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PDF icon Aqua_brochure.pdf

Aqua is a satellite mission aimed at improving our understanding of the Earth/atmosphere system, along with changes occurring within it, through the monitoring and analysis of dozens of Earth variables from a space-based platform orbiting the Earth. Aqua is part of the Earth Observing System (EOS), an international Earth-focused satellite program centered at the United States (U.S.) National Aeronautics and Space Administration (NASA).

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PDF icon 2002Aqua_Sci_Writer's_Guide.pdf

The launch of NASA’s Aqua spacecraft continued the Earth Observing System (EOS) series of comprehensive satellites to monitor the Earth from a space-based platform. Aqua was so named because it obtains significant information about water in the Earth system including ocean surface water, humidity, precipitation infiltration, and runoff. Data from six Aqua instruments provide continuous, long-term records of the hydrologic cycle around the world, which are combined with data from other Earth-monitoring satellites launched by NASA and other countries.

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Gravity Recovery And Climate Experiment (GRACE)
PDF icon GRACE.pdf

While gravity is much weaker than other basic forces in nature, such as magnetism and electricity, its effects are ubiquitous and dramatic. Gravity controls everything from the motion of the ocean tides to the expansion of the entire Universe. To learn more about the mysteries of gravity, twin satellites named GRACE, short for the Gravity Recovery and Climate Experiment, are being used to make detailed measurements of Earth’s gravity field.

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PDF icon ICESat_Brochure.pdf

The primary goal of ICESat is to quantify ice sheet mass balance and understand how changes in the Earth’s atmosphere and climate affect the polar ice masses and global sea level. ICESat also measures global distributions of clouds and aerosols for studies of their effects on atmospheric processes and global change, as well as land topography, sea ice, and vegetation cover.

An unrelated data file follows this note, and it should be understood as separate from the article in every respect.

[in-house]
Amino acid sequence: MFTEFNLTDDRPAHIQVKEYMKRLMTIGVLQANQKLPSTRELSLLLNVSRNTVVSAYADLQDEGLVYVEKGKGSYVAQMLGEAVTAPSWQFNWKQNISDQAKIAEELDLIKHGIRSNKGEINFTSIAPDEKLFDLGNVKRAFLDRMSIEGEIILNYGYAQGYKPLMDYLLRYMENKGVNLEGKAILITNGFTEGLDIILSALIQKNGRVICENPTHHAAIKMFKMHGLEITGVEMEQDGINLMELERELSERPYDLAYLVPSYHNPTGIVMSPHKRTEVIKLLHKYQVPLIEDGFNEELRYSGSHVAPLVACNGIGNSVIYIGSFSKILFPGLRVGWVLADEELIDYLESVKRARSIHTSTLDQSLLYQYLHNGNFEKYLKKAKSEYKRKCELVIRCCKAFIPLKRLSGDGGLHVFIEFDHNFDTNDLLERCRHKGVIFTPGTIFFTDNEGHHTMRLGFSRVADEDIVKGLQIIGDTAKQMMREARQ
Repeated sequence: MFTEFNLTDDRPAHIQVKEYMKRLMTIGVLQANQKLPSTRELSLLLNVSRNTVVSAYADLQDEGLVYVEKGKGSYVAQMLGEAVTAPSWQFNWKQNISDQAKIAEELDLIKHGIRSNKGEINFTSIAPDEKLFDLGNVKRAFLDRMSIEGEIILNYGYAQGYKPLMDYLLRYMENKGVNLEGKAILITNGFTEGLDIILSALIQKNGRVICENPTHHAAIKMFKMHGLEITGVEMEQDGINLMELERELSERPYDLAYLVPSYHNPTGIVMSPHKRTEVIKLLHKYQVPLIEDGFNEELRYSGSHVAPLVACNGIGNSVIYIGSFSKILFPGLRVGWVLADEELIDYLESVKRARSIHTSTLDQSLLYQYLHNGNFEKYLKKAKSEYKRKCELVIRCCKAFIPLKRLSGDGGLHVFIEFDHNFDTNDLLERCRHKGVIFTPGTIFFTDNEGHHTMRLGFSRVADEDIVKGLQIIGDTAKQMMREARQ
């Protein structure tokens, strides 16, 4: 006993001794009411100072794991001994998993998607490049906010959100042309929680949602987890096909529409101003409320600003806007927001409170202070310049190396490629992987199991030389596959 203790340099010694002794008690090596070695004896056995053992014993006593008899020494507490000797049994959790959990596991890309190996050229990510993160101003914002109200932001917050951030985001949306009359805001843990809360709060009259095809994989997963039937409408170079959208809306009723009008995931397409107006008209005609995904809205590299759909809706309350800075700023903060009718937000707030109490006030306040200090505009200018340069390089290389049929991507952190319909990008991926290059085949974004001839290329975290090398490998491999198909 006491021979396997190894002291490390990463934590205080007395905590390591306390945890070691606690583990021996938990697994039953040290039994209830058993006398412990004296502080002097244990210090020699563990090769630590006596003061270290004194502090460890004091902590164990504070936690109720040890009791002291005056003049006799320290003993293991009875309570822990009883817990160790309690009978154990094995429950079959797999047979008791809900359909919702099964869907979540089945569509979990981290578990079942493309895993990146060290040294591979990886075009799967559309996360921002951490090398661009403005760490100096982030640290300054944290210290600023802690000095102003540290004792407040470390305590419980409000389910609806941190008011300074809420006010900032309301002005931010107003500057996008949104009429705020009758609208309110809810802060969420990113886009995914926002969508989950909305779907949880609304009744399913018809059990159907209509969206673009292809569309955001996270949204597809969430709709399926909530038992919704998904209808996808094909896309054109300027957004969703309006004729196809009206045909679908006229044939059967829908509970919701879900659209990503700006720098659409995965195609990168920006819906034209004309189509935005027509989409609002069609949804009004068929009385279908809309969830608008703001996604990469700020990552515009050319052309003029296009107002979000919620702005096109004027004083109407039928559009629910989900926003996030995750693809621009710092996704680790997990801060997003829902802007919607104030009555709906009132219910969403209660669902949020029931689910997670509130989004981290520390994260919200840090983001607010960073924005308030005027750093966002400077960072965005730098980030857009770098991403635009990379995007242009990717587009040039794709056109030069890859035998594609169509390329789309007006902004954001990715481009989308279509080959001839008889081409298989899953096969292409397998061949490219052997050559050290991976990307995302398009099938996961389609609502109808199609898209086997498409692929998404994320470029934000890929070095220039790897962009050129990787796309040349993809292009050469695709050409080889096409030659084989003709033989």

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Moderate-Resolution Imaging Spectroradiometer (MODIS)
PDF icon MODIS.pdf

The first EOS satellite, called Terra, was launched on December 18, 1999, carrying five remote sensors. The most comprehensive EOS sensor is MODIS, the Moderate Resolution Imaging Spectroradiometer. MODIS offers a unique combination of features: it detects a wide spectral range of electromagnetic energy; it takes measurements at three spatial resolutions (levels of detail); it takes measurements all day, every day; and it has a wide field of view.

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MODIS Monitoring Sea Surface Temperature, Chlorophyll Concentration, and Phytosynthetic Activity
PDF icon 2002_MODIS_sst_Jason.pdf

A sensor orbiting the Earth aboard NASA’s Terra and Aqua satellites is now collecting the most detailed measurements ever made of the ocean’s surface environment. Like a sophisticated thermometer in space, the Moderate Resolution Imaging Spectroradiometer (MODIS) can measure sea surface temperature every day over the entire globe.